“ The kindness with which you express bis estimation, that the system on which the your wishes for the recovery of Lady John- Wesleyan missionaries had invariably acted, ston, and the terms in which you are pleased was better adapted than any other to acto mention her earnest, though feeble, en- complish this desirable object. deavours to promote the establishment of The experiment has been tried about sixthe school of Colpetty, are most flattering teen years, and we are not aware that any to her ;—she begs me to return you her sin- attempt to place the natives under laws to cere thanks, and to assure you how much which they had been total strangers, to she regrets that the distressing and very favour them with the privileges of Englishmelancholy state of her health has prevented men, or to supplant heathenism by Chrisher of late from attending so regularly as tianity, has in any one instance been attended she wished to an institution, the success of with inconvenience, or even received with which has never failed, under all her suffer- feelings of stern and reluctant submission. ings, to be a source of real consolation to Hence, it may be fairly presumed, that her mind. It was her intention, had her when the concerns of India shall undergo a
legislative investigation, the subject of with His creatures, and the creatures with Christianity will occupy an interesting the lumpish clod, are all before us, unportion of its councils. In this renovated touched. With these we must grapple, in order of things which is confidently expect- the order of the word of truth. If matter, ed, it may be reasonably hoped, that ob- in its primitive form, detained us a whole stacles and impediments will be removed, year, can we look to the termination of the and every facility afforded to zealous mis- discussions on all these in another year? sionaries, and benevolent private Christians, At least, we can try; and if we fail, we fail while uniting their efforts to spread among in a noble cause. the heathen the unsearchable riches of It would seem a question, from the Christ.
length of time the created atoms remained individual, whether there was sufficient ge.
niality in their nature to induce an union of CREATION NO. I,
each with each ; and if so, whether such r Second Series.)
union would be permanent ? But to attain In our efforts, during the year 1831, to de- an end, the great Creator is never at a loss pict the creation of Elohim to our fellow. for the means. The agents which He called men, it was deemed expedient, in the first into existence on the second day of creation, instance, thoroughly to investigate the ele. perfectly sufficed for the accomplishment of ments of this universe, viz. the primitive, this great purpose, and the experience of created atoms. These, therefore, necessarily ages proves the efficient manner in which occupied our first series ; for of these the the work was performed, by the permanency whole universe is composed.
of the subjects then called into existence. In this second series, we must advance So perfect, indeed, is this union of the from the elements of bodies, to the bodies atoms of matter, that, even in this enlightened themselves. And here we have a field so age, it is a question with the learned, whevast, that what is already done appears ther all the ingenuity of the ablest chemists little, in comparison with what is before us. have ever yet, by analysis, sufficed to en
The outline of the universe has been able them to arrive at a simple substance. sketched ; but to fill up the parts, and finish Having already treated upon the subjects the subject, is a task too arduous to con. noted by the inspired penman, in his actemplate without emotion. Matter, simple count of the first and second days of creaas created, seems easy to dilate upon, in tion, we now proceed to his narrative of the comparison with matter compounded, and third day. Gen. i. 9, 10. “And God said, appropriated to uses innumerable; diverse, Let the waters under the heaven be gaeven to extremes, and yet possessing every thered together unto one place, and let the grade from the lumpish clod to the most dry land appear: and it was so. And God beauteous of vegetation, from the most called the dry land earth, and the gathering diminutive to the highest of animation, from together of the waters called He seas : and the grain of sand to the towering and mass- God saw that it was good.” Or, as it may ive rock, and from the minute vapour to be rendered : Elohim pronounced, Let the the mighty ocean!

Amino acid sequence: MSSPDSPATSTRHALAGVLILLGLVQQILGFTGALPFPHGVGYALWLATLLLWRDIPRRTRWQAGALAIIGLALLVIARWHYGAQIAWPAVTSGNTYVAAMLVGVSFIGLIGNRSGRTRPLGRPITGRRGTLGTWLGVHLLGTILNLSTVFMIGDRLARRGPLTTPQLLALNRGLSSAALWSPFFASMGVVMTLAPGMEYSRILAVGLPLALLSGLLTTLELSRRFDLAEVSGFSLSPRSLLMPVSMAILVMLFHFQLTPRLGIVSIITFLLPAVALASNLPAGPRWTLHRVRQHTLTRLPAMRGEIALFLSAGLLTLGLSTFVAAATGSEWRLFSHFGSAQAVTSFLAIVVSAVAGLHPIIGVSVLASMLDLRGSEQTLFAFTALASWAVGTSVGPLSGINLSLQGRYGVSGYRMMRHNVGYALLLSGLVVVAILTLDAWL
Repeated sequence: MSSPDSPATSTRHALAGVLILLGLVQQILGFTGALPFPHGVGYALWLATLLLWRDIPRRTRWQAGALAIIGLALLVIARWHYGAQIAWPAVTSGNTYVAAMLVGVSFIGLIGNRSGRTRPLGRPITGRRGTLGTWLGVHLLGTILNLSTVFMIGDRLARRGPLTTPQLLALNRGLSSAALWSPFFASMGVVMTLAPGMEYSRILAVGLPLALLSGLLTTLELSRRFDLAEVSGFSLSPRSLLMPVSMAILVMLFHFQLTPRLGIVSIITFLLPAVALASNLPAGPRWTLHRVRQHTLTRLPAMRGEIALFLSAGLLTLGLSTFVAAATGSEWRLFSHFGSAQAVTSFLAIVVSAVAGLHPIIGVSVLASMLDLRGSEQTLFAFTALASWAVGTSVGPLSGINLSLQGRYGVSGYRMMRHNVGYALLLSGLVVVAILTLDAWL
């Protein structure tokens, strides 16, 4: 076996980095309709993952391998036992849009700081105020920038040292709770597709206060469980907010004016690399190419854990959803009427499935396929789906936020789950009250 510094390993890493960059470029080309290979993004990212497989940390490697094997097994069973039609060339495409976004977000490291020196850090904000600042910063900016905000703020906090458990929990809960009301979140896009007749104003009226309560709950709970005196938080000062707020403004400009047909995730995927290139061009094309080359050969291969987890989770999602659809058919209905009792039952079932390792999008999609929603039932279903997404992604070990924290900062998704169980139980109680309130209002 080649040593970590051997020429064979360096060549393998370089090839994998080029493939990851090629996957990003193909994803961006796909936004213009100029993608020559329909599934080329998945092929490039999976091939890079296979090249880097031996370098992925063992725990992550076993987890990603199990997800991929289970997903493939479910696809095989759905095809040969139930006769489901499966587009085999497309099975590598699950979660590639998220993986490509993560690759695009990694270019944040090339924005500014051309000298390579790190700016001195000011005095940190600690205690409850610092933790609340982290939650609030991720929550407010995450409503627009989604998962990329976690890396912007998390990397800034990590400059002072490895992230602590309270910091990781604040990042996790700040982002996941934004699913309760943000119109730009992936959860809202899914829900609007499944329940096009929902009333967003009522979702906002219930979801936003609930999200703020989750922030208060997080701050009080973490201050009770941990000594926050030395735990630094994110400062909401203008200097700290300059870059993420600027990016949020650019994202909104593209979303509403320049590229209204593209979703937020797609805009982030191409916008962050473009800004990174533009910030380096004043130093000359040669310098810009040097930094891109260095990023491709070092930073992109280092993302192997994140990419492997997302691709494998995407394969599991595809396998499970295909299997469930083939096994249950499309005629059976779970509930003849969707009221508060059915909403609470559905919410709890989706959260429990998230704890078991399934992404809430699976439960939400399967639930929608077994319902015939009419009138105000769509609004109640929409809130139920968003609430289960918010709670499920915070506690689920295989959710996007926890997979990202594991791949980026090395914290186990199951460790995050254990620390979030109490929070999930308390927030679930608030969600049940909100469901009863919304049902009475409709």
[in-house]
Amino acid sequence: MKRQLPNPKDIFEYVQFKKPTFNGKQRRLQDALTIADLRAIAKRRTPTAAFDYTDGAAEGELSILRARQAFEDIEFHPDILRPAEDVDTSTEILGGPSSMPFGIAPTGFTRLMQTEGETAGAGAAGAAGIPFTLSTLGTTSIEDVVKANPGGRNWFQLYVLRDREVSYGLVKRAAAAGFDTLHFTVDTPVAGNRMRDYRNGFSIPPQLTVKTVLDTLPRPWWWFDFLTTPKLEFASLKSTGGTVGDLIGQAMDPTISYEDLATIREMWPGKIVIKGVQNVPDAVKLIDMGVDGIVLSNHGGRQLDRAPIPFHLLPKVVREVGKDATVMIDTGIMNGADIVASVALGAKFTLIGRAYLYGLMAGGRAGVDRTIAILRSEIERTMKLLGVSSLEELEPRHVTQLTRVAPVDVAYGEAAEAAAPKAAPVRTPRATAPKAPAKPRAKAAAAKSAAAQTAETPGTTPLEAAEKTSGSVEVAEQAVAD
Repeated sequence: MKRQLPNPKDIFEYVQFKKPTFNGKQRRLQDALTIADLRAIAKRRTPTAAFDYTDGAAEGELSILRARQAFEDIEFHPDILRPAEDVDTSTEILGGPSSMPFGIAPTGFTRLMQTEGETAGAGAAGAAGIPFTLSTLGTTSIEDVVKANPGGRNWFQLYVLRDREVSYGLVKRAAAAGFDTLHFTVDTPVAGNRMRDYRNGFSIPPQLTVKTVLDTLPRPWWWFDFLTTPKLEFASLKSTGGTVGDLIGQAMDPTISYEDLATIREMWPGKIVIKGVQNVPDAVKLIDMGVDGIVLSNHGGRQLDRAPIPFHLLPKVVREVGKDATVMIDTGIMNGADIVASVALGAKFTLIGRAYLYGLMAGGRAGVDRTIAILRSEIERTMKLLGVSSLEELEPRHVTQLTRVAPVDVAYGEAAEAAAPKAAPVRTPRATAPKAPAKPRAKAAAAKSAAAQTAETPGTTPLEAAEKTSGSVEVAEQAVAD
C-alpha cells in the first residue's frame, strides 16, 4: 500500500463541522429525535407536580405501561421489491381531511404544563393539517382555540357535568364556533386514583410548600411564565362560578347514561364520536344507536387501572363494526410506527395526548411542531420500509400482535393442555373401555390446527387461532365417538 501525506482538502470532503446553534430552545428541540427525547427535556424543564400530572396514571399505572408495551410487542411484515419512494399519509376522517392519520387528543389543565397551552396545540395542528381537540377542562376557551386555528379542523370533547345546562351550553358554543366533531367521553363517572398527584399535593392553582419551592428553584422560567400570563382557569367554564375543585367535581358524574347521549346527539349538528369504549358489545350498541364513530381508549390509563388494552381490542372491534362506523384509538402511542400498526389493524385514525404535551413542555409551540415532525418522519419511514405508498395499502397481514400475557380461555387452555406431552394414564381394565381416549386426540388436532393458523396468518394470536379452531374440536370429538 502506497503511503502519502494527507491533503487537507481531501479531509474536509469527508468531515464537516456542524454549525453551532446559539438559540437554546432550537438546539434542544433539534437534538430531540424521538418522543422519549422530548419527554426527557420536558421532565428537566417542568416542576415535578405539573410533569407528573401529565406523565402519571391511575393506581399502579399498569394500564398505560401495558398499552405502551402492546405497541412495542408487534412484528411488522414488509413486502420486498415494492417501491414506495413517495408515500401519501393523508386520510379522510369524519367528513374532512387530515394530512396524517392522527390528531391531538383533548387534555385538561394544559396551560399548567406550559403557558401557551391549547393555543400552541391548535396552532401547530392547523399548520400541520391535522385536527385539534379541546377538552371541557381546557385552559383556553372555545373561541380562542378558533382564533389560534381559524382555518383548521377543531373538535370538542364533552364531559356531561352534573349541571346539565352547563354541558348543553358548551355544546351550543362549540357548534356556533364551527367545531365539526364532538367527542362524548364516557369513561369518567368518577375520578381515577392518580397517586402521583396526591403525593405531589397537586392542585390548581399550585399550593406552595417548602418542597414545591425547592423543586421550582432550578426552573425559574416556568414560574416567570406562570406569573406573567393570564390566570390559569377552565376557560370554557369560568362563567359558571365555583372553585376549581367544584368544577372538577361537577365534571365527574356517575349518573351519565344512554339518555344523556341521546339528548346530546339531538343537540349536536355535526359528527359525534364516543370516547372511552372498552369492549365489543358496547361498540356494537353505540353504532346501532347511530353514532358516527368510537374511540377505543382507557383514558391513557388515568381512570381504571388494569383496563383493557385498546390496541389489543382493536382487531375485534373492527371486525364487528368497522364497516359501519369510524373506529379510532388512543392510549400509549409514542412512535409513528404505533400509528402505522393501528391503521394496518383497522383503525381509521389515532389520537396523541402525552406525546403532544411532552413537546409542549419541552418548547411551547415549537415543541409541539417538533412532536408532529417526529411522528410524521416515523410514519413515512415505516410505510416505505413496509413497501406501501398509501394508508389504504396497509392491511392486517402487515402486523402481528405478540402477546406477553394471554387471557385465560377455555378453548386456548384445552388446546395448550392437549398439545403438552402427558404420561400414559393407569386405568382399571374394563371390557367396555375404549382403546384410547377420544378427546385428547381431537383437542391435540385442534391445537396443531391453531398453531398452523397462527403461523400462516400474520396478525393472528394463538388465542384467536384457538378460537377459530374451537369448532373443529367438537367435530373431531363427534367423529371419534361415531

waters under the heaven congregate in their The appropriation of matter, in com- place; and let the dry arise : and it was pounds, into moist and dry-oceans and solid established. And Elohim denominated the land; the vegetation of matter into forms and dry earth, and the congregated waters dehues, including powers of successive vege- nominated He seas. And Elohim surveyed tation from age to age, by the germination the whole, and, behold, it was beautifully of seeds; the appropriation of spheres into perfect. greater and lesser lights-a central sun, In describing creation, Moses is sublime; revolving moon, and wandering stars ; the and in his subsequent descriptions of the animation of matter into locomotive crea- operations of the great Creator, a similar tures, aqueous, amphibious, and aerial, of grandeur is manifest in every sentence: his dimensions huge, moderate and minute, diction never flags—it never becomes exuwith the power of generation from age to berant, and a definitive terseness marks its age ; the animation of matter into locomo- progression from first to last. In describing tive creatures, earthy prone and elevated, an act of creation, his language is, “Elohim of every grade and form, with the power of pronounced, Let the light be, and the light generation from age to age; and finally, was !" In noting an operation or formathe incarnation of spirit in matter, with the tion, his language is, “Elohim pronounced, power of generation from age to age : thus Amidst the terraqueous fuids, let there be completing the last link of the mighty an expansion, and let it divide fluids from chain which connects the great. Creator fuids!” With this addition, “And Elohim